print("IO Bus 1 mode: " + s)
    iobusb.write_pin((int(p) -16), int(s))

Next, we add the connection code for MQTT to connect to the broker/server. Change the IP address to match your broker/server's address.

client = mqtt.Client()
client.connect("10.0.0.49",1883,60)

client.on_connect = on_connect
client.on_message = on_message
client.loop_forever()

The IO Pi is now ready to listen for MQTT messages sent to "topic/iopi"

To run this code and set your Raspberry Pi to respond to MQTT messages, you need to run the script using the following:

python3 demo_mqtt_client.py

Stage 2 – Create the server/broker on the Raspberry Pi or other Linux computer to send and process the MQTT messages.

To send messages to the Raspberry Pi client, you need a server computer running the same software as the client machine.

We used an installation of Ubuntu for the following code, but any MQTT server/broker will perform the same function.

To install the required MQTT software, you need to install Mosquitto.

sudo apt-get install mosquitto

You also need to install the Python library paho-mqtt using pip3.

sudo apt-get install python3-pip

Now you can install paho-mqtt.

sudo pip3 install paho-mqtt

Once all the software has been installed, reboot the system, and we will create a new file called demo_mqtt_server.py to send MQTT messages to the Raspberry Pi.

The simple script will use commands to turn a pin on or off using client "topic/iopi" with the pin number and state message. For example, (5,1) turns on pin 5 on the second bus on the IO Pi Plus.


#!/usr/bin/env python3
import paho.mqtt.client as mqtt
import time

# Create client instance and connect to localhost
client = mqtt.Client()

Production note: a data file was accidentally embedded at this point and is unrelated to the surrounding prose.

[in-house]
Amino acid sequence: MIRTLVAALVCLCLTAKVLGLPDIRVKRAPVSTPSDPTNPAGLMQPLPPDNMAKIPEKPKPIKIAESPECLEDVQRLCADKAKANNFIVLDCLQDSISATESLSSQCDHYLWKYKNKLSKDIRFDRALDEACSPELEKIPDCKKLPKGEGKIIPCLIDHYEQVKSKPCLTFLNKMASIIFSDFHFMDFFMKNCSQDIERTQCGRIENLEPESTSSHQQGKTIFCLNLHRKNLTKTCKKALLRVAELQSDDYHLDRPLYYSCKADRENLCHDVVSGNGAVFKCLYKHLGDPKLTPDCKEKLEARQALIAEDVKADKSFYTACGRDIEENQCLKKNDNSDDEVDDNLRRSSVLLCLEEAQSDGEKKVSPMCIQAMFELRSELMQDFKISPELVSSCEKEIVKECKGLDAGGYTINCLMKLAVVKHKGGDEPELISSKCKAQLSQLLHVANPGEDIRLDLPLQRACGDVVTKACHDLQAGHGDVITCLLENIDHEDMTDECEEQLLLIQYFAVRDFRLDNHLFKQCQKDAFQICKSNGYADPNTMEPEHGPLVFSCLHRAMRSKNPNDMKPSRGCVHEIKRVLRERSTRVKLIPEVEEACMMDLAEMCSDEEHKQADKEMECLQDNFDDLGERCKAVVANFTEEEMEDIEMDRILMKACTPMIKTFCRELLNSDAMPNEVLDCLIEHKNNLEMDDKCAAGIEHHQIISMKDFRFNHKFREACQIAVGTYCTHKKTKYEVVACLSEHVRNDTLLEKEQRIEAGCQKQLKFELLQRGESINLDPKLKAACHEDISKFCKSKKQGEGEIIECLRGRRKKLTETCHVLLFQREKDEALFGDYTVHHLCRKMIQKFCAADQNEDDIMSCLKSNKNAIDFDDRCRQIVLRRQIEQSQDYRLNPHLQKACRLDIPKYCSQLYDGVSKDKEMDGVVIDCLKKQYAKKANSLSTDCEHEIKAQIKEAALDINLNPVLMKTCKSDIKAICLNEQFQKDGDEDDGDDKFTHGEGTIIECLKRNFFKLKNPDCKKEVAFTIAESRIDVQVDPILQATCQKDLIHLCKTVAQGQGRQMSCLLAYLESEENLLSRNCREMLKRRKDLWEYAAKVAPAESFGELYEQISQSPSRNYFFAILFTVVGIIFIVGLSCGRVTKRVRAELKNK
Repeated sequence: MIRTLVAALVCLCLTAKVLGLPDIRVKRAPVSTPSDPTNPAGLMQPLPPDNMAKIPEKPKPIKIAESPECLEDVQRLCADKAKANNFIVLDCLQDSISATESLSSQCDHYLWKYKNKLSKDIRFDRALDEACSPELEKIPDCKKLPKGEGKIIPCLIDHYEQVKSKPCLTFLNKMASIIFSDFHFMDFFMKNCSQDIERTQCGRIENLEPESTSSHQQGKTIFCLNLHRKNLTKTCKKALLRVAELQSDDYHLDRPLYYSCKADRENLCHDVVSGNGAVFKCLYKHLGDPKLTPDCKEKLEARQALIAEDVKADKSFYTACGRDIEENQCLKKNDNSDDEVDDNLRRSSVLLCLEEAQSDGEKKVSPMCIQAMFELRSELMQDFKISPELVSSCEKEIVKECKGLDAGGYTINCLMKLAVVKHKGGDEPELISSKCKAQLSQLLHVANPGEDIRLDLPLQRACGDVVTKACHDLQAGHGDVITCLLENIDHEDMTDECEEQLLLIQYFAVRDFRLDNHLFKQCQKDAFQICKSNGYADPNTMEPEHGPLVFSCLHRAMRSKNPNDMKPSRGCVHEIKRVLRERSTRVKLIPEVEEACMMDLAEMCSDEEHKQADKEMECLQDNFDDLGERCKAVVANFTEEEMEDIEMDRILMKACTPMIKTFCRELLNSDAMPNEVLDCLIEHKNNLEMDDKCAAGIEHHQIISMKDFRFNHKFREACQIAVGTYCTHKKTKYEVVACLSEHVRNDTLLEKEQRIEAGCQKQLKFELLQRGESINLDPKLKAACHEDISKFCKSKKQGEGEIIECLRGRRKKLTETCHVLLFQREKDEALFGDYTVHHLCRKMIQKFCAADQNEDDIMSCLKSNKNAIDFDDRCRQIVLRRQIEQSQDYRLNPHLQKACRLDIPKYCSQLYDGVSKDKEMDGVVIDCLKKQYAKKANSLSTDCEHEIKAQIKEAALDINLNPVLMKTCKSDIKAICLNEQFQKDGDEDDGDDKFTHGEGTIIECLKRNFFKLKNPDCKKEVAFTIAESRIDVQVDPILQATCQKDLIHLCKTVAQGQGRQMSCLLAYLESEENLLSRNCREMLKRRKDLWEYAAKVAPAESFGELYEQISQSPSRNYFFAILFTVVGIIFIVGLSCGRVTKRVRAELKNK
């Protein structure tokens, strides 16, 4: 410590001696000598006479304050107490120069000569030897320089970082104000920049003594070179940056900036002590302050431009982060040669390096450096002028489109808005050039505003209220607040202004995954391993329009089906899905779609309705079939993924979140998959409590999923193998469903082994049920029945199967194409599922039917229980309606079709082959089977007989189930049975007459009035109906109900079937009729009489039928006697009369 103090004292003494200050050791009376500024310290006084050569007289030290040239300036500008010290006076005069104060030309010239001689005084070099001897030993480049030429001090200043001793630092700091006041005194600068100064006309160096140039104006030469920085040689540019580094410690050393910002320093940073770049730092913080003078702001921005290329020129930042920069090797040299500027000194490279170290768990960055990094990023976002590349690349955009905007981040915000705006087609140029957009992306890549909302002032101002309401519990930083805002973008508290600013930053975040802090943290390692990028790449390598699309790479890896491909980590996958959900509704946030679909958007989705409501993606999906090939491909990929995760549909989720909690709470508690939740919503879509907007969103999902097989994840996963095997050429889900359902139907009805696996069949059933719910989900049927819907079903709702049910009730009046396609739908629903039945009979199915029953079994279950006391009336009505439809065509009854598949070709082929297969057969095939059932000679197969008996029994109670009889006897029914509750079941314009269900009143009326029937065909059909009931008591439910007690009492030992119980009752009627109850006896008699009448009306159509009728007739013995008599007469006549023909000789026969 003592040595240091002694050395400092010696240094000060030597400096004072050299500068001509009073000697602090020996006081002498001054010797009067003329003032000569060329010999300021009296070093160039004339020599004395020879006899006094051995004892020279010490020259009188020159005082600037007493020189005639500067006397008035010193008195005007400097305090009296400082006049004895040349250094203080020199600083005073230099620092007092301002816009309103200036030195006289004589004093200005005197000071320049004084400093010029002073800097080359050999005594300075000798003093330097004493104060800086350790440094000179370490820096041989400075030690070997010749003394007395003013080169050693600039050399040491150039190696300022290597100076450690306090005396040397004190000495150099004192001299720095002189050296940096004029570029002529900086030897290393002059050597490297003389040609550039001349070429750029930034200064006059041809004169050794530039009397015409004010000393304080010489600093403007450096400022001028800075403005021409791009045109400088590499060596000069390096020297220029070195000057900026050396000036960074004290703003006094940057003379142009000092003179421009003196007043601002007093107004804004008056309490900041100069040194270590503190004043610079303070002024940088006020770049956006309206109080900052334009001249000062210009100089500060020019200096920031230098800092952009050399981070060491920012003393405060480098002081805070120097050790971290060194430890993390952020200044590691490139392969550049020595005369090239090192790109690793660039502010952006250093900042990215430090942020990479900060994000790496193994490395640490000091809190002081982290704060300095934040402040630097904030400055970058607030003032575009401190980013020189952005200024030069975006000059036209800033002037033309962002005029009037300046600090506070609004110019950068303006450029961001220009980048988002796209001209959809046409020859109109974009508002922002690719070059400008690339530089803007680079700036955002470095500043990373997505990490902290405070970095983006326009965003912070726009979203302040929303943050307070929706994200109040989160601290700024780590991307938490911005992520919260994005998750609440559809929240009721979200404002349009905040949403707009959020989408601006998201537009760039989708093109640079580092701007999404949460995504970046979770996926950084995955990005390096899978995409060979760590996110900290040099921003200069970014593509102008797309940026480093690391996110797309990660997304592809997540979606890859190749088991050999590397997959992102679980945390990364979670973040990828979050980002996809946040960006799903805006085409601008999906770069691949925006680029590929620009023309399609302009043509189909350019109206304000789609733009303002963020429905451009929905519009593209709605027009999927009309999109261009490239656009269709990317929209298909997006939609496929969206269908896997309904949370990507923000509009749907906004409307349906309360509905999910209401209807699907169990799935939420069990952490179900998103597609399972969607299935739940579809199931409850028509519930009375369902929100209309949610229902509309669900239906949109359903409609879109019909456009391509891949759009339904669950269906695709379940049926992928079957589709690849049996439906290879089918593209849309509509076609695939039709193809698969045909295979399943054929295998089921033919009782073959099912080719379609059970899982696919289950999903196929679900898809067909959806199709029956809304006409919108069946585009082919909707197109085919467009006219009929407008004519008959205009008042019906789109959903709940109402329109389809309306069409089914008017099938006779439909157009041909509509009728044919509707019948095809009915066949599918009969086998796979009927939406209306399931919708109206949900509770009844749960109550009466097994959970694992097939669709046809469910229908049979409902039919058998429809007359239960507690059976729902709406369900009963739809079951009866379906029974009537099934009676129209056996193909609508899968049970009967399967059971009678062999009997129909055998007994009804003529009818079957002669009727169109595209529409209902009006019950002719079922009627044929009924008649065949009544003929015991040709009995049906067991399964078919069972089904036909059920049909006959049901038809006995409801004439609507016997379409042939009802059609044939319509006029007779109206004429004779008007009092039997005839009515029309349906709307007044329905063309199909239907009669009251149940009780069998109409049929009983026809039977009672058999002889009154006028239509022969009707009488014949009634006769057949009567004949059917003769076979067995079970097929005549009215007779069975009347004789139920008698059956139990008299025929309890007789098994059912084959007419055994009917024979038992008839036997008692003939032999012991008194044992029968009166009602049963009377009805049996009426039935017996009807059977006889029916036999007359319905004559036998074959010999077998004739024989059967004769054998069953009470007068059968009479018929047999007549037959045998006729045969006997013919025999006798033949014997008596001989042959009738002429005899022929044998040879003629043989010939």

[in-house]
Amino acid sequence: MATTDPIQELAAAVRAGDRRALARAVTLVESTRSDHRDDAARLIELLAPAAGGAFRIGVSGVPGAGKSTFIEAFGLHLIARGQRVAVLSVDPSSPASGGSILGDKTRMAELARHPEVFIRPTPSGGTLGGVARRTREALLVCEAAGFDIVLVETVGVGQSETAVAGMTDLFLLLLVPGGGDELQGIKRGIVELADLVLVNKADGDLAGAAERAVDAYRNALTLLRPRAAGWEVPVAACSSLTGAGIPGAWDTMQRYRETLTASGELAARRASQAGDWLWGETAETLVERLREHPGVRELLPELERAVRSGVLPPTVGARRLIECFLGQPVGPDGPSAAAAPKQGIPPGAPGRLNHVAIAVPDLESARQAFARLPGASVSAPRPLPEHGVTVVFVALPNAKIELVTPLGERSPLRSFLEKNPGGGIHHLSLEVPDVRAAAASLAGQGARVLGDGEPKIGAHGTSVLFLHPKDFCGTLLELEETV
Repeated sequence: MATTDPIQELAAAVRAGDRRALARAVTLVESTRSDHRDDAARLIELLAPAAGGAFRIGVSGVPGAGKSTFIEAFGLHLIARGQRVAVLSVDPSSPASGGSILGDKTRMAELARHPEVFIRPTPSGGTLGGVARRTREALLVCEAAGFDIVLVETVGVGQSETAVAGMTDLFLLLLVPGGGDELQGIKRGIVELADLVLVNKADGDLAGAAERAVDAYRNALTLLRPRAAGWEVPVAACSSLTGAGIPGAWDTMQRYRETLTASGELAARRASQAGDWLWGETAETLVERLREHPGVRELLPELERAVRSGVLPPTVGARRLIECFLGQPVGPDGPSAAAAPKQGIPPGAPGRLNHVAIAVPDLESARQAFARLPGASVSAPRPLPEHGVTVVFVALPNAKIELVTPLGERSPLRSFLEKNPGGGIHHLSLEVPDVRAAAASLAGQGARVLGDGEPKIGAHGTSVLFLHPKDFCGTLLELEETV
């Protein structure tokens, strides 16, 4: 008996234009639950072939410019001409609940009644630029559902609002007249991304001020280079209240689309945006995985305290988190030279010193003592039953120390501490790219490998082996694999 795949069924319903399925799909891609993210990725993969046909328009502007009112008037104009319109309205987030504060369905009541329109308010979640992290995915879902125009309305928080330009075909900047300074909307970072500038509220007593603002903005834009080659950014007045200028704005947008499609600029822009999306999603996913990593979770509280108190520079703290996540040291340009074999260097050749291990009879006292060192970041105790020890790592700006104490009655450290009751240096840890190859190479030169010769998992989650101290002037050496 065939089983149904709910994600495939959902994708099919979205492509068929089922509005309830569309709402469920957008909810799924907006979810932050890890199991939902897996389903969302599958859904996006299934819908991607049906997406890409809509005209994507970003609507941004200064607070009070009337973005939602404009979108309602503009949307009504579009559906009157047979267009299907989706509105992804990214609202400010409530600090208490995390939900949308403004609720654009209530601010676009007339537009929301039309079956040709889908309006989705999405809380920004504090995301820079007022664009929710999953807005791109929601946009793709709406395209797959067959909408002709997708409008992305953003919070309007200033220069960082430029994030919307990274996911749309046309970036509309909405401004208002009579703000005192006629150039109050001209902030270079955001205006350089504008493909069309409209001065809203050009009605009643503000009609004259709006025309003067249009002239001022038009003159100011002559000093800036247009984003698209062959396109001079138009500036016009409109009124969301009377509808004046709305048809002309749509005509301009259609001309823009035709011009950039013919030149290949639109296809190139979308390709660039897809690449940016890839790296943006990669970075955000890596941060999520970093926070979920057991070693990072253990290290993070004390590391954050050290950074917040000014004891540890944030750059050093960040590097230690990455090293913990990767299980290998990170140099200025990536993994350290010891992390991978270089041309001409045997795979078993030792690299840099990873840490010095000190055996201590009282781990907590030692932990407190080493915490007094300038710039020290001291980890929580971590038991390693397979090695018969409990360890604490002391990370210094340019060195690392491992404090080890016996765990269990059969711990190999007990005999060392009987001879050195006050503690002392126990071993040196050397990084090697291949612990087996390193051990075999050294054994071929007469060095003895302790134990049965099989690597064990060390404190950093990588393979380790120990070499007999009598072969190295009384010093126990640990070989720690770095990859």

client.connect("localhost",1883,60)

# Publish message to topic/iopi and set pin 1 on bus 1 to on
client.publish("topic/iopi", "1,1");
time.sleep(2)

# Publish message to topic/iopi and set pin 1 on bus 1 to off
client.publish("topic/iopi", "1,0");
time.sleep(2)
# Publish message to topic/iopi and set pin 1 on bus 2 to on
client.publish("topic/iopi", "17,1");
time.sleep(2)
# Publish message to topic/iopi and set pin 1 on bus 2 to off
client.publish("topic/iopi", "17,0");
client.disconnect();

When you run this code, it will turn on pin 1 on bus 1 for two seconds, then turn the pin off, repeat using pin 1 on bus 2 (pin 17), and turn it off two seconds later.

python3 demo_mqtt_server.py

Was this article helpful? Yes No

Please tell us how we can improve this article:

Submit
Created 23/12/2017 | Last Updated: 11/11/2023

Related Expansion Boards

Order a IO Pi Plus Photo of IO Pi Plus
IO Pi Plus

32 channel MCP23017 digital I/O expander for the Raspberry Pi

£14.39 Ex VAT: £11.99
Add to Basket

Related Articles

IO Pi Plus FAQ
Frequently Asked Questions for the IO Pi Plus
IO Pi Plus Tutorial 1 - The Blinking LED
Blinking an LED with the Raspberry Pi
IO Pi Plus Tutorial 2 - Push the Button
Reading a button input using a Raspberry Pi and IO Pi
IO Pi Plus Tutorial 3 - Introducing Interrupts
Using Interrupts with the IO Pi Plus
IO Pi Plus Tutorial 4 - More Interrupts
Using the IO Pi interrupts with the Raspberry PI GPIO interrupts
IO Pi Plus Tutorial - MQTT Reading the Ports
Reading the GPIO pins on the IO Pi Plus using MQTT Message Queue Telemetry Transport
IO Pi Plus with Raspberry Pi Pico
Using the IO Pi with Raspberry Pi Pico and MicroPython
IO Pi Plus Tutorial - MQTT Control
Control the GPIO Pins on the IO Pi Plus using the MQTT Message Queue Telemetry Transport
Driving Relays or higher loads with the IO Pi Plus
Using the IO Pi Plus or Zero with relays or opto-isolators
Relay Board for the IO Pi Plus 2.1
Relay board project for the IO Pi Plus
16 Channel Opto-Isolated Input Board
For use with the IO Pi Plus and IO Pi Zero